Ep 2,10. “For we are His workmanship, created in Christ Jesus for good works, which God afore prepared that we should walk in them.”
Observe the words he uses. He here alludes to the regeneration, which is in reality a second creation. We have been brought from non-existence into being. As to what we were before, that is, the old man, we are dead. What we are now become, before, we were not. Truly then is this work a creation, yea, and more noble than the first; for from that one, we have our being; but from this last, we have, over and above, our well being.
“For good works, which God afore prepared that we should walk in them.”
Not merely that we should begin, but that we should walk in them, for we need a virtue which shall last throughout, and be extended on to our dying day. If we had to travel a road leading to a royal city, and then when we had passed over the greater part of it, were to flag and sit down near the very close, it were of no use to us. This is the hope of our calling; for “for good works” he says. Otherwise it would profit us nothing.
Moral. Thus here he rejoices not that we should work one work, but all; for, as we have five senses, and ought to make use of all in their proper season, so ought we also the several virtues. Now were a man to be temperate and yet unmerciful, or were he to be merciful and yet grasping, or were he to abstain indeed from other people’s goods, and yet not bestow his own, it would be all in vain. For a single virtue alone is not enough to present us with boldness before the judgment-seat of Christ; no, we require it to be great, and various, and universal, and entire. Hear what Christ saith to the disciples, “Go, ye and make disciples of all the nations,—teaching them to observe all things whatsoever I commanded you.” (Mt 28,19). And again, “Whosoever shall break one of these least commandments, shall be called least in the kingdom of Heaven,” (Mt 5,19). that is, in the resurrection; nay, he shall not enter into the kingdom; for He is wont to call the time also of the resurrection, the kingdom. “If he break one,” saith He, “he shall be called least,” so that we have need of all. And observe how it is not possible to enter without works of mercy; but if even this alone be wanting, we shall depart into the fire. For, saith He, “Depart, ye cursed, into the eternal fire, which is prepared for the Devil and his angels.” Why and wherefore? “For I was an hungered, and ye gave me no meat; I was thirsty, and ye gave me no drink.” (Mt 25,42). Beholdest thou, how without any other charge laid against them, for this one alone they perished. And for this reason alone too were the virgins also excluded from the bride-chamber, though sobriety surely they did possess. As the Apostle saith “and the sanctification, without which no man shall see the Lord.” (He 12,14). Consider then, that without sobriety, it is impossible to see the Lord; yet it does not necessarily follow that with sobriety it is possible to see Him, because often-times something else stands in the way. Again, if we do all things ever so rightly, and yet do our neighbor no service, neither in that case shall we enter into the kingdom. Whence is this evident? From the parable of the servants entrusted with the talents. For, in that instance, the man’s virtue was in every point unimpaired, and there had been nothing lacking, but forasmuch as he was slothful in his business, he was rightly cast out. Nay, it is possible, even by railing only, to fall into Hell. “For whosoever” saith Christ, “shall say to his brother, Thou fool, shall be in danger of the hell of fire.” (Mt 5,22). And if a man be ever so right in all things, and yet be injurious, he shall not enter.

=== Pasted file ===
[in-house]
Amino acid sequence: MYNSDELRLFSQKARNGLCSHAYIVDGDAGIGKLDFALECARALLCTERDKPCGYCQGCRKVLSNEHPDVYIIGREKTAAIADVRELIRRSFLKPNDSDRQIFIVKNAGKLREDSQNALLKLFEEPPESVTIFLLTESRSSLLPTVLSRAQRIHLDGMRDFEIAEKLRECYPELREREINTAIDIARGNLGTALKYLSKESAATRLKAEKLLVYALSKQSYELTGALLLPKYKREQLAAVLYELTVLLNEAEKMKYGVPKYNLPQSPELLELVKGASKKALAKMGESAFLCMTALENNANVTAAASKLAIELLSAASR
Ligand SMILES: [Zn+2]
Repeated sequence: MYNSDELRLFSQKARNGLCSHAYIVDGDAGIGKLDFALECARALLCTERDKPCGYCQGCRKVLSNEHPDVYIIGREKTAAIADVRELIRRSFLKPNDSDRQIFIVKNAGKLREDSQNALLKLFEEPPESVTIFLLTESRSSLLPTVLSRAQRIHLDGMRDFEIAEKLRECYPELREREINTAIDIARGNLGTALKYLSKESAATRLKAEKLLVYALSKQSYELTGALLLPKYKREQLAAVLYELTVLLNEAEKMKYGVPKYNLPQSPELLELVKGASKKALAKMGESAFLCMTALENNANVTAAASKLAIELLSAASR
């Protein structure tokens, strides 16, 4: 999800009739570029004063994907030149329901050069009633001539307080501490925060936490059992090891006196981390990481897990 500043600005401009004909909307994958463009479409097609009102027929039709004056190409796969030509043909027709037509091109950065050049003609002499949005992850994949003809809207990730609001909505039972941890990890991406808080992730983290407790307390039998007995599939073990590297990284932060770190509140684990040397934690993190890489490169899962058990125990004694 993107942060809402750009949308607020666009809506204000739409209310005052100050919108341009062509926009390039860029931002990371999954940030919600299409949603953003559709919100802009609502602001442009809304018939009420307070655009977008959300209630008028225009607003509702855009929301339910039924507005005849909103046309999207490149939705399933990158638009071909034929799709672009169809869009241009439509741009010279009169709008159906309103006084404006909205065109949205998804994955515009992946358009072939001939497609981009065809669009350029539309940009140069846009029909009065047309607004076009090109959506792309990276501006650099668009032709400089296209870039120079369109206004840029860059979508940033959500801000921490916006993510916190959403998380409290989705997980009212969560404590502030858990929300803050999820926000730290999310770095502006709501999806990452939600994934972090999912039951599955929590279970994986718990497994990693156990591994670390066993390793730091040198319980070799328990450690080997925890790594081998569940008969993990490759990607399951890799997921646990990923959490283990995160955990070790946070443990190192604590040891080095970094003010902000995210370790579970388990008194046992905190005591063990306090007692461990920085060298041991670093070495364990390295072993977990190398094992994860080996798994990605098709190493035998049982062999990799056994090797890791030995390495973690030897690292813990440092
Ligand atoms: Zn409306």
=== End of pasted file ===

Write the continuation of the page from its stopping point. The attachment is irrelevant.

And let no one impute cruelty to God, in that he excludes those who fail in this matter, from the kingdom of Heaven. For even with men, if any one do any thing whatsoever contrary to the law, he is banished from the king’s presence. And if he transgresses so much as one of the established laws, if he lays a false accusation against another, he forfeits his office. And if he commits adultery, and is detected, he is disgraced, and even though he have done ten thousand right acts, he is undone; and if he commits murder, and is convicted, this again is enough to destroy him. Now if the laws of men are so carefully guarded, how much more should those of God be. “But He is good,” a man says. How long are we to be uttering this foolish talk? foolish, I say, not because He is not good, but in that we keep thinking that His goodness will be available to us for these purposes, though I have again and again used ten thousand arguments on this subject. Listen to the Scripture, which saith, “Say not, His mercy is great, He will be pacified for the multitude of my sins.” (Si 5,6). He does not forbid us to say, “His mercy is great.” This is not what He enjoins; rather he would have us constantly say it, and with this object Paul raises all sorts of arguments, but his object is what follows. Do not, he means, admire the loving-kindness of God with this view, with a view to sinning, and saying, “His mercy will be pacified for the multitude of my sins.”